Next week's Budget is expected to reveal details of a third-phase sports funding package that includes targeted investment for the vulnerable women's sector.
Submissions to the Epidemic Response Committee (ERC) this week laid bare the crippling blow the Covid-19 pandemic has dealt women's sport in New Zealand, with fears made clear that a generation of athletes could be lost unless targeted government funding is immediately provided.
As revenue streams freeze, mass redundancies hit and professional sports bodies face widespread financial turmoil, the Warriors were the first to confirm they are reconsidering funding for their women's side, but they are far from alone.
New Zealand Rugby is also understood to be considering costs aligned to their female domestic competition, the Farah Palmer Cup, and the women's sevens team that has been integral in inspiring the overall rise in rugby participation numbers.
Netball New Zealand chief executive Jennie Wyllie, in her address to the ERC, took aim at the "systemic inequities" and underinvestment in women's sport she said totalled hundreds of millions over decades. Wyllie also claimed the $25m government package won't be paid until July which was too late for netball.
Minister for Sport and Recreation Grant Robertson told the Herald that Budget day was the usual juncture to reveal specific announcements but he confirmed there would be a rolling maul of initiatives, with women in sport firmly top of mind.
"I made this my top priority as Minister so my commitment to that hasn't waned or changed. In the discussions we've been having with sporting bodies we've been talking about needing to support women in sport participating but also to be valuable and visible," Robertson said.
"I'm critically aware and that's one of the issues I'm taking into account. The worst of all outcomes for New Zealand could be a generation of people drift out of sport.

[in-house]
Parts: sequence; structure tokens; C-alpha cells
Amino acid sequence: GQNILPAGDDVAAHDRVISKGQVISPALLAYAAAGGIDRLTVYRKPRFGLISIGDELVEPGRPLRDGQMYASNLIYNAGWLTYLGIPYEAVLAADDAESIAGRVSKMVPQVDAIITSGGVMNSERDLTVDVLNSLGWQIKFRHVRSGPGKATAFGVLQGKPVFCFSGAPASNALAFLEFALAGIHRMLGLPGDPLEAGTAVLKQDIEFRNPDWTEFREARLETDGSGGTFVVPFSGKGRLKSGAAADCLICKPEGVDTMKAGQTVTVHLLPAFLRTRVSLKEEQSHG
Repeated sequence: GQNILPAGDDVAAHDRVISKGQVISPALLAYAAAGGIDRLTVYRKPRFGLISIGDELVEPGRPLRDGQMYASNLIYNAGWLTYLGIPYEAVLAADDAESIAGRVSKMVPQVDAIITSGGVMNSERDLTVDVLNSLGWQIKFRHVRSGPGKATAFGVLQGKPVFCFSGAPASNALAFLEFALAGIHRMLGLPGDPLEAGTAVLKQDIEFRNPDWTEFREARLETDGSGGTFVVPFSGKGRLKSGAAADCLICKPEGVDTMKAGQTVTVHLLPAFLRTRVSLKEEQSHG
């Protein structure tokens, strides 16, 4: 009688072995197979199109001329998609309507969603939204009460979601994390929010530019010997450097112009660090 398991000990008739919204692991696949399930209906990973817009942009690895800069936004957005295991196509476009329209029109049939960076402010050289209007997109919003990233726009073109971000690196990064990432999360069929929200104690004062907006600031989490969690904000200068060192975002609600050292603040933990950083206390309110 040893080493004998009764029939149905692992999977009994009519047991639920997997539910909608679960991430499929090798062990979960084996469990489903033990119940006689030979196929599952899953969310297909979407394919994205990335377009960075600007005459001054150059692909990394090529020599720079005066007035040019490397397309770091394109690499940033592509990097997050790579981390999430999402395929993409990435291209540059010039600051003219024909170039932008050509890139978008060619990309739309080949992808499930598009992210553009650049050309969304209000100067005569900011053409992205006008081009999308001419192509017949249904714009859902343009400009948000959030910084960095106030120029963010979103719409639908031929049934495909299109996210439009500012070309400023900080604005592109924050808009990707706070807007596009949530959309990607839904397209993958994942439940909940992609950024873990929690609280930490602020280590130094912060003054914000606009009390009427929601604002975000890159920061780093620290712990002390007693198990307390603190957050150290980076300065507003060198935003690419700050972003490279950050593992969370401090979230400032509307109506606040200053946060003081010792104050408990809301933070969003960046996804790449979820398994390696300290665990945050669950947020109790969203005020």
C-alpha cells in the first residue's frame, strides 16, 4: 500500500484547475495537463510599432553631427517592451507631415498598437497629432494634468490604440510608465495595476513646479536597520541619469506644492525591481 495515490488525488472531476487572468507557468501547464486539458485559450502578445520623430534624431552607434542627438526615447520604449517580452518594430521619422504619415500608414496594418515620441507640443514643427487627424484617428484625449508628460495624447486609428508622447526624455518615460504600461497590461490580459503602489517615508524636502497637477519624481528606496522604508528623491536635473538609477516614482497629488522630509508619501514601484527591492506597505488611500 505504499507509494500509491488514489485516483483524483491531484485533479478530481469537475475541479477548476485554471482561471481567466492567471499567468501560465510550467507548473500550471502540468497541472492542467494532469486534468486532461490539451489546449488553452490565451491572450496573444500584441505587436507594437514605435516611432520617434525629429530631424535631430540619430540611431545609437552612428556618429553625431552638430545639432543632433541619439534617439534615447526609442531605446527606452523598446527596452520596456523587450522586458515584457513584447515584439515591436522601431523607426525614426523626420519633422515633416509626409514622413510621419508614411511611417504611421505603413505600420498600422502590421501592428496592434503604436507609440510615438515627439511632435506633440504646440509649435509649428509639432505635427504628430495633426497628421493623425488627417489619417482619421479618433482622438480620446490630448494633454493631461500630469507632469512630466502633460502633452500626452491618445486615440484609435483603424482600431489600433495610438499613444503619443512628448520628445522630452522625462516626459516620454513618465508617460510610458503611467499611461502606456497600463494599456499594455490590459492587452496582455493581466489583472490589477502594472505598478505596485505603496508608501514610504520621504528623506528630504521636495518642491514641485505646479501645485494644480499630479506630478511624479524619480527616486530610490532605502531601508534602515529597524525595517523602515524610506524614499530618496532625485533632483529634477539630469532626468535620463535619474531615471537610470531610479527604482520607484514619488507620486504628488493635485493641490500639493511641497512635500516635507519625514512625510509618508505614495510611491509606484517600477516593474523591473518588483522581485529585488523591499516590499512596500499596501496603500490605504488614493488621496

"I agree with the analysis that women's sport is not valued to the point it should be – and that's why we've already put resources in there.
"We'll be rolling out those packages over the next couple of months so hopefully from sport's perspective we'll be able to do that as soon as possible."
Robertson admitted concern for those female athletes whose economic circumstances had become more precarious – those who, as a direct result of the global pandemic, were sacrificing sport in order to gain more hours to support their families.
"We're very aware of those groups that are put on the margins or made vulnerable within sporting communities so that's very much part of our thinking."
Robertson held recent conversations with NZ Rugby where he specifically raised the Farah Palmer Cup's importance.
"We're hosting the World Cup next year so we must have our elite players at the level that will put them in a place to win a tournament that will, if we do this well, set women in New Zealand rugby up for a generation.
"We're aware of it, they're aware of it, and we're working alongside them to see what is the best way to support them."
Asked if the Government's next phase funding package would extend to targeting specific teams or individuals, Robertson said: "We're considering a range of options for this package. We'll need to target some funding to get the kinds of outcomes we want, but we also have a strong expectation on those national sporting organisations to do the right thing.
"My job is to now look ahead over the next year or 18 months as we rebuild society and the economy, what that looks like for sport and recognising that a lot of funding sources are gone; recognising there's a need for more beyond these short-term measures to really set us on a path for sport to continue playing its really important role in our communities."
The women's Rugby World Cup is scheduled to be held from mid-September to October next year in Auckland and Whangarei and Robertson attempted to damper speculation the tournament is under threat due to border and travel restrictions.
"Everybody is questioning that but it's sufficiently far away that we can continue to plan for it. Travel is clearly an issue but as we look towards the tournament, the timing is such that it could be one event that begins to bring people back into that sort of travelling, but there's an awful lot of water that has to go under the bridge before we can be certain about that."